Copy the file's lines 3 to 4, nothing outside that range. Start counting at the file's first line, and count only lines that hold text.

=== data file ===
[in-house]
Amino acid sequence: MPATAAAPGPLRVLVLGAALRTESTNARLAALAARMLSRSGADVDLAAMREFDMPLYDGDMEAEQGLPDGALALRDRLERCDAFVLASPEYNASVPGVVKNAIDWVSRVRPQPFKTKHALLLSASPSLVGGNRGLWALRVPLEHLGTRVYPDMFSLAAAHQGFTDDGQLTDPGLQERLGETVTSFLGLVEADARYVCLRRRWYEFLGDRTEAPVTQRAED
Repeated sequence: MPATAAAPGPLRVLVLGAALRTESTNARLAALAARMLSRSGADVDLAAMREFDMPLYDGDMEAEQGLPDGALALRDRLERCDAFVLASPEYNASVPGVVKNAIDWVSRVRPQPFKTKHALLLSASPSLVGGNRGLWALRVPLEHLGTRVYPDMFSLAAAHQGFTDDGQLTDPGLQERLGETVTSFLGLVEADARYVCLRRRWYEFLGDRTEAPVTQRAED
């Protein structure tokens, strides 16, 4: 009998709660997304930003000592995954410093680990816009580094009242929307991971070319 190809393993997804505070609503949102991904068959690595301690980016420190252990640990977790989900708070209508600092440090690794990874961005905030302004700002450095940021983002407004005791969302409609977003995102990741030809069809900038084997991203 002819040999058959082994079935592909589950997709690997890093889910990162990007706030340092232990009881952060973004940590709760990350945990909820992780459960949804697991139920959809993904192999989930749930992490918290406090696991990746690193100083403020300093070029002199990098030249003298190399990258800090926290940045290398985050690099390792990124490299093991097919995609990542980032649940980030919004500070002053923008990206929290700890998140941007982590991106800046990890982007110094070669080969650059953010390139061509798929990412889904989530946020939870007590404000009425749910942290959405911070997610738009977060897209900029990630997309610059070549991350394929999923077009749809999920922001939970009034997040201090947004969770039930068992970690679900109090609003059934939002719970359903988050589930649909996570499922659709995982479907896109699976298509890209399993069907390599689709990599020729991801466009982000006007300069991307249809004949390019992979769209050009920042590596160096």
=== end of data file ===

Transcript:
Repeated sequence: MPATAAAPGPLRVLVLGAALRTESTNARLAALAARMLSRSGADVDLAAMREFDMPLYDGDMEAEQGLPDGALALRDRLERCDAFVLASPEYNASVPGVVKNAIDWVSRVRPQPFKTKHALLLSASPSLVGGNRGLWALRVPLEHLGTRVYPDMFSLAAAHQGFTDDGQLTDPGLQERLGETVTSFLGLVEADARYVCLRRRWYEFLGDRTEAPVTQRAED
């Protein structure tokens, strides 16, 4: 009998709660997304930003000592995954410093680990816009580094009242929307991971070319 190809393993997804505070609503949102991904068959690595301690980016420190252990640990977790989900708070209508600092440090690794990874961005905030302004700002450095940021983002407004005791969302409609977003995102990741030809069809900038084997991203 002819040999058959082994079935592909589950997709690997890093889910990162990007706030340092232990009881952060973004940590709760990350945990909820992780459960949804697991139920959809993904192999989930749930992490918290406090696991990746690193100083403020300093070029002199990098030249003298190399990258800090926290940045290398985050690099390792990124490299093991097919995609990542980032649940980030919004500070002053923008990206929290700890998140941007982590991106800046990890982007110094070669080969650059953010390139061509798929990412889904989530946020939870007590404000009425749910942290959405911070997610738009977060897209900029990630997309610059070549991350394929999923077009749809999920922001939970009034997040201090947004969770039930068992970690679900109090609003059934939002719970359903988050589930649909996570499922659709995982479907896109699976298509890209399993069907390599689709990599020729991801466009982000006007300069991307249809004949390019992979769209050009920042590596160096």